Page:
But I think I’ve achieved what I set out to when I adopted this. It may come back and I may have to remind myself of this, but … it is done for now, I think. 6 years ago
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This is for my friendship which appears to be ending…I feel guilty about not trying harder but somethings friendships end. I’ve tried hard for 3-4 years now and I get nothing in return. Sometimes you have to let go and move on. I just miss the closeness we had. 6 years ago
But this Thing helped me get through the holiday season, so I’m going to take it off my lists for now. 6 years ago
I’ve been trying to process this for a couple of weeks and finally had something of a breakthrough yesterday.
There are people on my Christmas mailing list who are there because of my mother—her family, her friends. And I haven’t heard from most of them since her funeral a year and a half ago. What’s up with that? I’m disappointed that I wasn’t offered more comfort from them. I realize that they lost her, too, and I might be a reminder of that, but, gee whiz, I lost my mother.
That resentment was followed by a certain amount of guilt. After all, relationships are two ways. If I really wanted contact with these people, I could initiate it myself.
And that’s when I got confused because I realized that I really didn’t want more contact with them. I’d be putting more into the effort than I would be getting out of it.
Here’s my breakthrough. At any given time, there are only about a half dozen people who I’m really capable of drawing comfort from. I am an introvert, after all. And I’m in good shape on that front now. I have those people. I know who they are. They are available in the times and spaces that I need them. I’m comfortable asking them for what I need.
I don’t need comfort, or anything else, from those people on my Christmas list. They serve another purpose; a kind of nostalgic connection. So I am now able to let go of the initial disappointment and resentment—it turned out those weren’t meaningful to me. 6 years ago
- the foil-covered cardboard star that I made when I was 5
- the tarnished brass bell with my name on it from Mrs. Haley, my Sunday School teacher
- several Disney-themed ornaments that I brought back from early-December Disney World trips that I made in the 90s when I was finding my Inner Child
I’m glad to have them, but sad that my parents aren’t here to have them on their own tree. 6 years ago
My first reaction when people complain to me about having to deal with the problems of multiple sets of parents to satisfy during the holiday season is to think “I wish I still had that problem.” Of course, I listen with sympathy or offer advice—whichever seems appropriate. But my first emotion is resentment because they have parents to worry about pleasing and I don’t. 6 years ago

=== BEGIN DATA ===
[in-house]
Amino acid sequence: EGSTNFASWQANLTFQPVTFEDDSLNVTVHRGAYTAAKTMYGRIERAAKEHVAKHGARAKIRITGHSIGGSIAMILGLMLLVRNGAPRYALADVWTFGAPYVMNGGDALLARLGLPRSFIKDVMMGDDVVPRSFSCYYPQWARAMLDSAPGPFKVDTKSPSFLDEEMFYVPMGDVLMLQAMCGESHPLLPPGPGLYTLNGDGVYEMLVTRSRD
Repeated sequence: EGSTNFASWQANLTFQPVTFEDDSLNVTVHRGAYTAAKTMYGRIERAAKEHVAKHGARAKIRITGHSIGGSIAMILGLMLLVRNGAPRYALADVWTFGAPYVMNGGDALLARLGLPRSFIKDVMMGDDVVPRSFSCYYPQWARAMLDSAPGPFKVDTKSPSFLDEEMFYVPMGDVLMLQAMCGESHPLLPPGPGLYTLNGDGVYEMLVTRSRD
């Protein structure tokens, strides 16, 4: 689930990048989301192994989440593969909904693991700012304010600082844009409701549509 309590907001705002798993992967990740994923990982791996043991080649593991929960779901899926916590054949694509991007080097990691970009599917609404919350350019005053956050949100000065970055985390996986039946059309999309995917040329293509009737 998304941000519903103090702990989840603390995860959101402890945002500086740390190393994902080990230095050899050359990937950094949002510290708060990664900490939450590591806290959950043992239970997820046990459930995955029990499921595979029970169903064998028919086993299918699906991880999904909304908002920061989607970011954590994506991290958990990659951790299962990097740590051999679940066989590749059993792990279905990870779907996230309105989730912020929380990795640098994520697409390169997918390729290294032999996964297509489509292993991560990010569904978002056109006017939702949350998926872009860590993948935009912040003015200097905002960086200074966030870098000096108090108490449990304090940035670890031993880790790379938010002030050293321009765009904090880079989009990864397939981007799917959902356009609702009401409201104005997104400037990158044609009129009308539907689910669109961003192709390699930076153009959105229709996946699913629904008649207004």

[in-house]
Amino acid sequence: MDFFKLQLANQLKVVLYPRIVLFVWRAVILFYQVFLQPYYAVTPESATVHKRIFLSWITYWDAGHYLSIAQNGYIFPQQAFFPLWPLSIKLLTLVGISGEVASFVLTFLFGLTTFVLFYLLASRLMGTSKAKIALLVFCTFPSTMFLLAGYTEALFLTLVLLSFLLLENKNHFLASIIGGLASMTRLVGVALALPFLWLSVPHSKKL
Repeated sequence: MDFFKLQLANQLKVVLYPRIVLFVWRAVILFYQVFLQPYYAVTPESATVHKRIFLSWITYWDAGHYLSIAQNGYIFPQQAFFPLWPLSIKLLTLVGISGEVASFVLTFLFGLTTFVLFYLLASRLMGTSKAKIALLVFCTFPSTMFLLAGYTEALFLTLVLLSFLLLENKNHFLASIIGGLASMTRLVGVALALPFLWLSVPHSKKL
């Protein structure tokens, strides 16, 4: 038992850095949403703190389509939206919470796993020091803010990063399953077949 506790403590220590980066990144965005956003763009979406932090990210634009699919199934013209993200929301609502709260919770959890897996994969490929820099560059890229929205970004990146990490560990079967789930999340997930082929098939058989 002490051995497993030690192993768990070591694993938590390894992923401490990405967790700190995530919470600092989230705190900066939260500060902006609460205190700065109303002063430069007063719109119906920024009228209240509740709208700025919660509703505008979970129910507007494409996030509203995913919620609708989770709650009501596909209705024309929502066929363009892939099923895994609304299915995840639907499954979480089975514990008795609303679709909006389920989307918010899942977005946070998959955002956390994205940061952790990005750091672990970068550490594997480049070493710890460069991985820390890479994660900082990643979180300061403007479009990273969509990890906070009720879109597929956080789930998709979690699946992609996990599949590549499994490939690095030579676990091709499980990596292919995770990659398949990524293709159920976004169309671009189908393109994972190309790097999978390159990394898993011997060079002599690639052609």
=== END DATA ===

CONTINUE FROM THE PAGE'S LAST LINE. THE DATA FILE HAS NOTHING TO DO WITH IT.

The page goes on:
NPR seems to have a mission to make sure I grieve this month. Today, it was All Things Considered, a story called The Ground We Lived On: A Father’s Last Days. This story was told by a daughter about her father’s long slow decline from cancer—many ways of saying good-bye.
Both of my parents died fast. The first symptom my dad had of heart trouble was the heart attack that killed him while asleep in his recliner. My mother’s last illness lasted for about 2 days—when we sent her into surgery it was with the hope that she would survive, but she never recovered consciousness again.
In between, my mother’s friend died after living a couple of years with the knowledge that her cancer was incurable. Watching her daughter deal with that, I learned that there is no good way to lose a parent. I did some reading and “they” say that the grieving process is roughly equivalent. There’s some pre-grieving that happens when a parent dies slowly, but it’s all tough.
It’s probably just as well that my parents went quickly. Our family was never good at expressing feelings or saying goodbye. Yet we know, from hearing stories like this one on the radio, that some families are good at that. So it would have been disappointing all the way around when we froze, or stepped back, and didn’t say the things that should be said under such circumstances. 6 years ago
This morning, on NPR’s Weekend Edition Saturday, I listened to Alice Furlaud talk about the death of her 18-year old cat. Toward the end, she talked about the comfort that the cat was after the death of her husband, that she and the cat always know where each other were in the house. And she talked about being glad that she outlived her cat, that her cat would never start their elaborate morning ritual only to find that her mistress was unable to participate.
I grew up with cats. Although, it turned out that everyone in my family is allergic to cats except my mother. My brother and I were both healthier when we moved away from home. During the last several years of my dad’s life, my parents didn’t have a cat and my mother started collecting cat things in earnest—jewelery, tote bags, figurines, pictures. If she couldn’t have a cat, she wanted to surround herself with cats.